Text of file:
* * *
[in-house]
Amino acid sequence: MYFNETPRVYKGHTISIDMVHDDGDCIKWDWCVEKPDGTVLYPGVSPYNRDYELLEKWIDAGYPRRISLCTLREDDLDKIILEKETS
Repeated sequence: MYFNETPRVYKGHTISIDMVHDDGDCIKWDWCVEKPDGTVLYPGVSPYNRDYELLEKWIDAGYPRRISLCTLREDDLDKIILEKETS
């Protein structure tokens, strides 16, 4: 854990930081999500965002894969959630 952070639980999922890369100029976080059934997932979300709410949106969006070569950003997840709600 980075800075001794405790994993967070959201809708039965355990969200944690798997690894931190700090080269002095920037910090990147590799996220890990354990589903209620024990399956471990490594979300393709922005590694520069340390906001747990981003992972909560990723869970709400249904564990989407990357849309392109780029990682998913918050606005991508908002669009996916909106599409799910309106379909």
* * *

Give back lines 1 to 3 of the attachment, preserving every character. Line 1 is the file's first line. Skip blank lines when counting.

[in-house]
Amino acid sequence: MYFNETPRVYKGHTISIDMVHDDGDCIKWDWCVEKPDGTVLYPGVSPYNRDYELLEKWIDAGYPRRISLCTLREDDLDKIILEKETS
Repeated sequence: MYFNETPRVYKGHTISIDMVHDDGDCIKWDWCVEKPDGTVLYPGVSPYNRDYELLEKWIDAGYPRRISLCTLREDDLDKIILEKETS